"Hurrah! hurrah I" And with a wild shout we rushed 
to our quarters, buckled on our cartridge-boxes, and seized 
our muskets. 

"Fall in! Fall in!" cried the captain, who made his 
appearance in our company street, his sword at his side. 

in fifteen minutes we were all in line, and the whole 
division, artillery and all, was en route for the Chain Bridge. 
"We were nearly wild with delight. Could it be that we 
should yet have opportunity to try our hand ? The prospect 
certainly was favorable. The cannonading conlmvxadL, Q^^w.- 


eral McCall rode along, was cheered lustily, and was soon at 
the head of the column. But oh, confusion! The firing 
suddenly ceased, and we were ordered to halt when near 
the Chain Bridge. We were told that the rebels had been 
defeated and had fled precipitately. How provoking ! "We 
really wished that they had proved too much for our fellows, 
that we might have had a chance at them. But there was no 
chance now ; the fight was over, and we were ordered to 
return to Camp Tenally, which we did, but certainly not so 
quickly as we had marched from it to the Chain Bridge.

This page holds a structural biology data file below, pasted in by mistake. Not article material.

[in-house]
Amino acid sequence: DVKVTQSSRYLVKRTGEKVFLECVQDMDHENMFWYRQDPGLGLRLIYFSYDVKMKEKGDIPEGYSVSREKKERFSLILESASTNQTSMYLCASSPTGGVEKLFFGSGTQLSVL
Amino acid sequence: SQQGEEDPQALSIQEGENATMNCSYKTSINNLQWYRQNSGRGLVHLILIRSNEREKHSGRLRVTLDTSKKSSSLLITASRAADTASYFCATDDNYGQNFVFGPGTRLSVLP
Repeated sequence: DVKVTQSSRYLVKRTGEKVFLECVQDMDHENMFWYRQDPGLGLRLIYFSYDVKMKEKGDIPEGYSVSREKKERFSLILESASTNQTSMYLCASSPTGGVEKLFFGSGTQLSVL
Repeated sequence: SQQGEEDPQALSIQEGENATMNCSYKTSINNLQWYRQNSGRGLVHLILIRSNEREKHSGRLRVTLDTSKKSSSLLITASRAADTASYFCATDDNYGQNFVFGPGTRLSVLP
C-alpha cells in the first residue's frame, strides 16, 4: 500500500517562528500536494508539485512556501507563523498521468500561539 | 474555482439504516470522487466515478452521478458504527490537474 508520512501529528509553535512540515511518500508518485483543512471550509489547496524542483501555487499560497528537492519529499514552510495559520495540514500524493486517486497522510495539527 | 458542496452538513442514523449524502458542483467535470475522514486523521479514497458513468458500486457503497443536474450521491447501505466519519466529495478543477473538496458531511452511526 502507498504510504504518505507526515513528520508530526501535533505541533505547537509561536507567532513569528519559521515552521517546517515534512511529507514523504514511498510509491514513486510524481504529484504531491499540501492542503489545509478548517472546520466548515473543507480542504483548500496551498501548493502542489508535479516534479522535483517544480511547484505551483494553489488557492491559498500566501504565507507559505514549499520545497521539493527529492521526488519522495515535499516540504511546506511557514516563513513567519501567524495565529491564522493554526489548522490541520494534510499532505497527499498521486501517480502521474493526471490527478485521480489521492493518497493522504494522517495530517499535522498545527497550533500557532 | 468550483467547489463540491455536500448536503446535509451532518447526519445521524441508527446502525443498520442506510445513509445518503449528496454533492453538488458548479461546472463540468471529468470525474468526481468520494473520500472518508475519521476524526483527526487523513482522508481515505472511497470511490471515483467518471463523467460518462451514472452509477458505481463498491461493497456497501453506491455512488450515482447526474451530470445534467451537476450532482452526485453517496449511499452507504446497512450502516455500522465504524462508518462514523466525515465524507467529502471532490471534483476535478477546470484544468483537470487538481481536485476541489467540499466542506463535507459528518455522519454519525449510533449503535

The distance was about four miles. 

About this time a "signal corps" was organized to ac- 
company Burnside's Expedition (though, as yet, we knew 
nothing of the intended expedition). The corps was to be 
made up of men detailed from various regiments ; and two 
were detached from our company— Craft and Baker. They 
left us and went to Georgetown, where a school was estab- 
lished for the instruction of the signal corps ; and when the 
*' Burnside Expedition" sailed, they sailed ; and we saw them 
no more. 

Meanwhile a strong redoubt was thrown up on the hill 
we occupied, and it was called " Fort Pennsylvania," for our 
division did the work. I am sure / worked half a day on 
it ; it was on Sunday, too. 

Day after day passed. Every day it was reported that the 
big fight — the fight that was to terminate the war — would 
come off " within the next forty-eight hours." But it wasn't 
destined to come off just yet, and the month of August 
passed away. 

A regiment was constantly kept at the Great Falls, doin^ 
picket duty, for it was yet apprehended that the rebels would